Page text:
Spring in the Inland Northwest is a time of light, color and song. Birds return, providing a hopeful, joyous soundtrack for the season.
Birds in our area are most vocal in April, May and June, because they are looking for love. They sing to attract mates and stake out territories while seeking a place to build a nest, lay eggs, and raise young. It’s quite a show.
Installing nestboxes around your home is an easy way to help our feathered friends, while enjoying a front-row seat at this seasonal spectacle. It doesn’t matter if you live in Walla Walla or Wenatchee, have an urban lot or 40 acres – put up a proper nestbox in a good location, and the birds will come.
I speak from experience: I built my first nestboxes with my grandfather, and since then, I’ve made more than 1,500 of them. Along the way I’ve learned a lot.
Not all birds will use nestboxes. In fact, of the more than 400 species of birds in Washington State, only about 10 percent (roughly 40-plus species) are “cavity nesters.” Cavity nesters are birds that will only build a nest, lay eggs, and raise young inside something, such as a hollow in a dead tree – or a nestbox.
Common cavity-nesters native to the Inland Northwest include chickadees, nuthatches, wrens, bluebirds, tree or violet-Green Swallows, several species of owls, wood ducks, and kestrels, to name a few. All the various species of woodpeckers are also cavity-nesters – and perhaps the most important – because they create new nesting cavities each year and leave behind hollows that provide housing for all the other cavity-nesting birds.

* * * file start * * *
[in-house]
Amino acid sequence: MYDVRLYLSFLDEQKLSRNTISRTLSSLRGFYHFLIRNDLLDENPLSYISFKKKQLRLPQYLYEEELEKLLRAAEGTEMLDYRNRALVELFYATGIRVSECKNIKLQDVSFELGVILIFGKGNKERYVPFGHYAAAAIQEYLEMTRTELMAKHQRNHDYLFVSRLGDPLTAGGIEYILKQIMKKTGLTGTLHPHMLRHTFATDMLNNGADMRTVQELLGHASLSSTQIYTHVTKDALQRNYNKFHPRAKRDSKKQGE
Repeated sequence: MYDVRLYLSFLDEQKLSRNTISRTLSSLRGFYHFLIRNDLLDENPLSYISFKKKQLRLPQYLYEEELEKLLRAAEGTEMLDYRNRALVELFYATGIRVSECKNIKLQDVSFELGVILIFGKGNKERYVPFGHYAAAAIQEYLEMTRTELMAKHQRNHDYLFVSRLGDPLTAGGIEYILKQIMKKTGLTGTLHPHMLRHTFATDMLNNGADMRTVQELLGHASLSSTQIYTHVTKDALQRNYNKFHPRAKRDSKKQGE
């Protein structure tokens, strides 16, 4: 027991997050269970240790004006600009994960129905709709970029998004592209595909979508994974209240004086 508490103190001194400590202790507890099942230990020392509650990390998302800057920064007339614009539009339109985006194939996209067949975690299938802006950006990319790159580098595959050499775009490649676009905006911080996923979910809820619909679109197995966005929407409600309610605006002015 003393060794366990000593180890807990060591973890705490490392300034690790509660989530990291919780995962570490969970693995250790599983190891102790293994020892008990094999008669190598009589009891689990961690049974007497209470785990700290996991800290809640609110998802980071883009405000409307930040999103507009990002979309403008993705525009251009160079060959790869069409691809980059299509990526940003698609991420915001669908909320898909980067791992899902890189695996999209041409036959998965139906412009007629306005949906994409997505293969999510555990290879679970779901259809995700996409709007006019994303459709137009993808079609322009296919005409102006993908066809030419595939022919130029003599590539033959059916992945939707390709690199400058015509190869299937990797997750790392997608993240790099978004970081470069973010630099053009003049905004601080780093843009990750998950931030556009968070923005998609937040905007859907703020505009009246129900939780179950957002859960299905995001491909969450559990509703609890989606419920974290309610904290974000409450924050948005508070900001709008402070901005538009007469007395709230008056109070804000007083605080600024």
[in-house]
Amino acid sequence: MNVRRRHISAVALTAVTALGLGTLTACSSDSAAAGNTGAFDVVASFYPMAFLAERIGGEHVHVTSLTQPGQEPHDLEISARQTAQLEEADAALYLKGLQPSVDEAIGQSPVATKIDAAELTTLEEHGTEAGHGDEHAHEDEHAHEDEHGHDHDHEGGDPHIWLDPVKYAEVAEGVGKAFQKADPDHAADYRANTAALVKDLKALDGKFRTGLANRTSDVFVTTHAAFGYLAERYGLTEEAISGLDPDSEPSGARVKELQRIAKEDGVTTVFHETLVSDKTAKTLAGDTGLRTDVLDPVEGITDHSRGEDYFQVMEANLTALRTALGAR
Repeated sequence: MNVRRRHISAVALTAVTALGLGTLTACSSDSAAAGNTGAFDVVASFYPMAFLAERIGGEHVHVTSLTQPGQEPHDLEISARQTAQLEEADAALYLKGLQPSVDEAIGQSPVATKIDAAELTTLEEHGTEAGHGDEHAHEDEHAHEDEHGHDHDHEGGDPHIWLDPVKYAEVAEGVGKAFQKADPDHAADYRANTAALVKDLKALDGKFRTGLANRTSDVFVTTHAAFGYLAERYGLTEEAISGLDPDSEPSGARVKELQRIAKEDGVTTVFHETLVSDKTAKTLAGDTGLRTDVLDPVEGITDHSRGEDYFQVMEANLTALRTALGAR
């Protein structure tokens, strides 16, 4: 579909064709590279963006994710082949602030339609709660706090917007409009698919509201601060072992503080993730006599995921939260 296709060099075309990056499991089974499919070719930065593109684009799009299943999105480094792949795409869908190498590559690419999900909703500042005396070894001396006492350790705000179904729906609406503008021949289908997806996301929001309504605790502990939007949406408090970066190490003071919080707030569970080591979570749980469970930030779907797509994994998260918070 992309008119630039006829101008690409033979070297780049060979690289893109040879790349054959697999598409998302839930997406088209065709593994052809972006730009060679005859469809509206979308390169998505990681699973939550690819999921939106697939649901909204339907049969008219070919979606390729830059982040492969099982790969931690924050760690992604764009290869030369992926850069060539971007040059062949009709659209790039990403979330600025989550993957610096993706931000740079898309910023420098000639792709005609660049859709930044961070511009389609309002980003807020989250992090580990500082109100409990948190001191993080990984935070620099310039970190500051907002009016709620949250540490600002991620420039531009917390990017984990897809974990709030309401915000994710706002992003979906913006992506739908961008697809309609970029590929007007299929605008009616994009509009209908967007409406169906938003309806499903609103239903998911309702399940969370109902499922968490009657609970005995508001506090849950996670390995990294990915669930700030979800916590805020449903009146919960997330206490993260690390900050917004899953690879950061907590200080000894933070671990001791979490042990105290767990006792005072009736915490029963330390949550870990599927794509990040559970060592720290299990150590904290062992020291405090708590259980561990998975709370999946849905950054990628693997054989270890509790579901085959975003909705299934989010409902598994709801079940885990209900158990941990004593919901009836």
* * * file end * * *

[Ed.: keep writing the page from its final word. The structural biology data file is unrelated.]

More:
When it comes to nestboxes, one size doesn’t fit all. For example, wrens and chickadees can access a nestbox with an entrance hole that is just 1 1/8” in diameter and a 4 x 4 inch floor provides plenty of space for these diminutive species to raise a family. By contrast, a proper nestbox for barn owls, a common cavity-nester throughout the Columbia Basin, requires an elliptical hole 5.25” wide and 4.25” tall and a floor measuring 23 by 11 inches wide!
In a pure state of nature, cavity-nesting birds depend entirely on hollows in standing dead trees, or snags. But people tend to cut down dead trees – for firewood, or because they perceive them as eyesores or hazards in danger of falling on something or someone.
“When you put up correctly proportioned nestboxes, you are creating, supplementing and enhancing critical breeding habitat in places that might not otherwise occur,” said Ken Bevis, a wildlife biologist for the Washington Department of Natural Resources.
Bevis works with landowners to help educate them about the importance of preserving snags and encourages people to install nestboxes.
“It’s something tangible you can do to help,” said Bevis. “You can see the benefits and have the satisfaction of seeing the birds use the habitat you provided – it’s very gratifying.”
Installing nestboxes targeting cavity-nesting raptors common to Eastern Washington can result in ecological and economic benefits, said Megan Kirkpatrick, founder of the Northwest Raptor Project. She works with farmers, orchardists and vineyards interested in controlling pests such as voles, mice and gophers without relying in rodenticides.